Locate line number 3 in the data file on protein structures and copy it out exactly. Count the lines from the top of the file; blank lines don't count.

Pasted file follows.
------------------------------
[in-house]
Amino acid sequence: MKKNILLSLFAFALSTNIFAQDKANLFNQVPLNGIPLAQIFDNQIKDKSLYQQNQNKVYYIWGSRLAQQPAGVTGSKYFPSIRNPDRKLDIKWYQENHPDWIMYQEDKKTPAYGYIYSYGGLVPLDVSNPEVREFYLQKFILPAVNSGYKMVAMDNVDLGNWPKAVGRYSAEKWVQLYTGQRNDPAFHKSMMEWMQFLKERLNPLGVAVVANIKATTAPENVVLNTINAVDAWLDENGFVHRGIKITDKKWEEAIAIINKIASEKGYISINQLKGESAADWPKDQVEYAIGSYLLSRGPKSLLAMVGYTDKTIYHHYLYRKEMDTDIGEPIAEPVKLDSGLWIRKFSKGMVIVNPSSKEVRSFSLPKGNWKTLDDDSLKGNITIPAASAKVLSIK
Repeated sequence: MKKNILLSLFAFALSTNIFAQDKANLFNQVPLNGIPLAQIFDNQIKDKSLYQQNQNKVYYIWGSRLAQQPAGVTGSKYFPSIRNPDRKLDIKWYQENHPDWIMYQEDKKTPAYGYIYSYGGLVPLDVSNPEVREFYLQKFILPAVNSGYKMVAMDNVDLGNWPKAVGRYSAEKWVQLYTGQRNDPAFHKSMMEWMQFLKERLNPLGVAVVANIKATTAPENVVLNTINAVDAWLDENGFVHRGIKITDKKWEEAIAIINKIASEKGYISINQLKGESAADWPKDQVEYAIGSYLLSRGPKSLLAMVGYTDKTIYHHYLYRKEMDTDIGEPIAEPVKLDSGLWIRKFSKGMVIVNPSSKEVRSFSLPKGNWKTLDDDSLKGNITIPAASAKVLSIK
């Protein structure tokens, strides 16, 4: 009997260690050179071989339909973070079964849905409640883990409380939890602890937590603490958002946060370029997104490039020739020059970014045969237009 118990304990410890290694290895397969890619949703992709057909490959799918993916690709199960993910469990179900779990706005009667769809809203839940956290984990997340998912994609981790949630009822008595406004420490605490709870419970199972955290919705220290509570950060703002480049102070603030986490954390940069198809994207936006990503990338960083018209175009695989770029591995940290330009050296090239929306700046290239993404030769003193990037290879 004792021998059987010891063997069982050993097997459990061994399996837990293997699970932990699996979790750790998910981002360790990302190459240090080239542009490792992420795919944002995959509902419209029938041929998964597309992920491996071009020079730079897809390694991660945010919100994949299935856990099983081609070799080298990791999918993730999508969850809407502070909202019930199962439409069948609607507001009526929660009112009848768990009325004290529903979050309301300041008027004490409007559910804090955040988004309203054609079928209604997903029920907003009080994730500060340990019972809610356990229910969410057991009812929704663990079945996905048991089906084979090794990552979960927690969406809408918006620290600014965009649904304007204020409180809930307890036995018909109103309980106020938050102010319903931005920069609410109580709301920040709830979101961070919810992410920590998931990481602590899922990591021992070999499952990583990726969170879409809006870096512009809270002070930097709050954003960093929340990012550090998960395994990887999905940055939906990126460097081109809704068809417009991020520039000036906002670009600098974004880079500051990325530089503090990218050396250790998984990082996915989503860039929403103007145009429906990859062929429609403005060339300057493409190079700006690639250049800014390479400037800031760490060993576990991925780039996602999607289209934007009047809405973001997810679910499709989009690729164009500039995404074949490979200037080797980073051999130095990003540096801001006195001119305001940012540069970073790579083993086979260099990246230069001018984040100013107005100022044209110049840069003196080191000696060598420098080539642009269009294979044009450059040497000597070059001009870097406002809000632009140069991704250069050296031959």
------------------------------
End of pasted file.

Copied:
Repeated sequence: MKKNILLSLFAFALSTNIFAQDKANLFNQVPLNGIPLAQIFDNQIKDKSLYQQNQNKVYYIWGSRLAQQPAGVTGSKYFPSIRNPDRKLDIKWYQENHPDWIMYQEDKKTPAYGYIYSYGGLVPLDVSNPEVREFYLQKFILPAVNSGYKMVAMDNVDLGNWPKAVGRYSAEKWVQLYTGQRNDPAFHKSMMEWMQFLKERLNPLGVAVVANIKATTAPENVVLNTINAVDAWLDENGFVHRGIKITDKKWEEAIAIINKIASEKGYISINQLKGESAADWPKDQVEYAIGSYLLSRGPKSLLAMVGYTDKTIYHHYLYRKEMDTDIGEPIAEPVKLDSGLWIRKFSKGMVIVNPSSKEVRSFSLPKGNWKTLDDDSLKGNITIPAASAKVLSIK